Tristan and Iseult

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Dutton, 1971 - Juvenile Fiction - 150 pages
26 Reviews
Retells the Celtic legend of the love between the warrior Tristan and Iseult, the wife of King Marc of Cornwall.

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Review: Tristan and Iseult

User Review  - Gale - Goodreads

CELTIC ETERNAL TRIANGLE This Brittanic hero, beloved of two beautiful young women both named Iseult, emerges as a valiant youth and amazing champion, despite the added medieval trappings of later ... Read full review

Review: Tristan and Iseult

User Review  - Samantha - Goodreads

This book was really good. For all you fans of the movie Tristan and Isolde (I being one of them) you will find that it only bears the slightest resemblance to that, story-wise. Rosemary Sutcliff ... Read full review

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Contents

The Morholt
9
A Bride for King Marc
48
8
68
Copyright

4 other sections not shown

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About the author (1971)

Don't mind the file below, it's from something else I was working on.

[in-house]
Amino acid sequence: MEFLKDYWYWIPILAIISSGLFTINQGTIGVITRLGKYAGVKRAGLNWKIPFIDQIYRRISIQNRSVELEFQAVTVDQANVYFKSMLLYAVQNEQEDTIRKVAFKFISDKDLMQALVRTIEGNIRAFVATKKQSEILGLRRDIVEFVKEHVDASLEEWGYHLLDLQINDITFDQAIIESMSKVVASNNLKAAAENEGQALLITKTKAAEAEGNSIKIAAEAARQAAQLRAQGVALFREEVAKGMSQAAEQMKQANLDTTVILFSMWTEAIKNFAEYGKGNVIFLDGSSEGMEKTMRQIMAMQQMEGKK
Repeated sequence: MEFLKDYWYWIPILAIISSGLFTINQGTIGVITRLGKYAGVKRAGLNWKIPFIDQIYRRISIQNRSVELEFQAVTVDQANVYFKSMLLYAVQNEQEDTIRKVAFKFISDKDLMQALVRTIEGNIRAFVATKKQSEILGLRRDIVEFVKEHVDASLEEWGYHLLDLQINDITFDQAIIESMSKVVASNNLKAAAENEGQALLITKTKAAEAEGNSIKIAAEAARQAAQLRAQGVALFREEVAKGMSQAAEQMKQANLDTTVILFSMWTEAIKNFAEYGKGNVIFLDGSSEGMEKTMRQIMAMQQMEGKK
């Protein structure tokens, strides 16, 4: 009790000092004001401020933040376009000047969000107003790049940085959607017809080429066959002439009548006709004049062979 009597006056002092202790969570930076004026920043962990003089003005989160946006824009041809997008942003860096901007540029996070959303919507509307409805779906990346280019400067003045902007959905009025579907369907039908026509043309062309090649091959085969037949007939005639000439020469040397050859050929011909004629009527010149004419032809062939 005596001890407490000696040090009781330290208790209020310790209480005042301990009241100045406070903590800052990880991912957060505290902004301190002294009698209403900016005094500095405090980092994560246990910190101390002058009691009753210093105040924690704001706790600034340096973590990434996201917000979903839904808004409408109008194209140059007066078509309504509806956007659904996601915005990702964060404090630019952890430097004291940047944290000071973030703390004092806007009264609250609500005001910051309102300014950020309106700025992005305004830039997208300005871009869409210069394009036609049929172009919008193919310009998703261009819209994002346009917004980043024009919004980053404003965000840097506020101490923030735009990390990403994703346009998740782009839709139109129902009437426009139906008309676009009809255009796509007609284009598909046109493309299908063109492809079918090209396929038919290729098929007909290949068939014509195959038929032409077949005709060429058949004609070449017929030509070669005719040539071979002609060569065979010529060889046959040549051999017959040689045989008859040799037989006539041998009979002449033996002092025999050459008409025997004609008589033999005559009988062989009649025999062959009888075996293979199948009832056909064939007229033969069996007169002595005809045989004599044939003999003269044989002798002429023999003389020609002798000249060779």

Rosemary Sutcliff, December 14, 1920 - July 23, 1992 Rosemary Sutcliff was on December 14, 1920 in East Clandon in Surrey. Her father was in the Navy and her mother was a homemaker. As a child she had Stills Disease, a form of juvenile arthritis. The effect of this led to many stays in hospital for painful remedial operations. Due to her fathers postings she moved frequently, living in Malta, Streatham, London, Chatham Dockyard, Sheerness Dockyard and North Devon. Sutcliff did not learn to read until the age of nine. Sutcliff ended her formal education at fourteen, and went to Bideford Art School. She passed the City and Guilds examination, and was advised to make the painting of miniatures her profession. Around the middle of the War, Sutcliff got an urge to write. She felt cramped by the small canvas of miniature painting, and so turned to writing. The first story she could remember writing was "Wild Sunrise," a story about a British chieftain faced with the invasion of the Romans. Not long after the end of the War, Sutcliff wrote a re-telling of Celtic and Saxon legends which she showed to an old friend. He sent them to Oxford University Press (OUP). Although they rejected the manuscript, they requested that she write a version of the Robin Hood Story. Sutcliff finished "The Chronicles of Robin Hood" and sent it to the publishing company. It took eighteen months for the manuscript to be returned to her, during which time she wrote "The Queen Elizabeth Story" and sent it on to OUP as well. It was accepted, and the two books were eventually published in the same year, 1950. Sutcliff wrote her autobiography "Blue Remembered Hills" and often thought of writing another volume of it as she grew older. Her mother died during the 1960s, and Sutcliff and her father moved to Sussex. Despite being increasingly disabled, she travelled abroad and visited Greece. Her father died in the early 1980s. Sutcliff was writing the morning that she died on July 23, 1992. She had completed the second draft of a novel published in 1997 as "Sword Song," with two more works waiting to be published.

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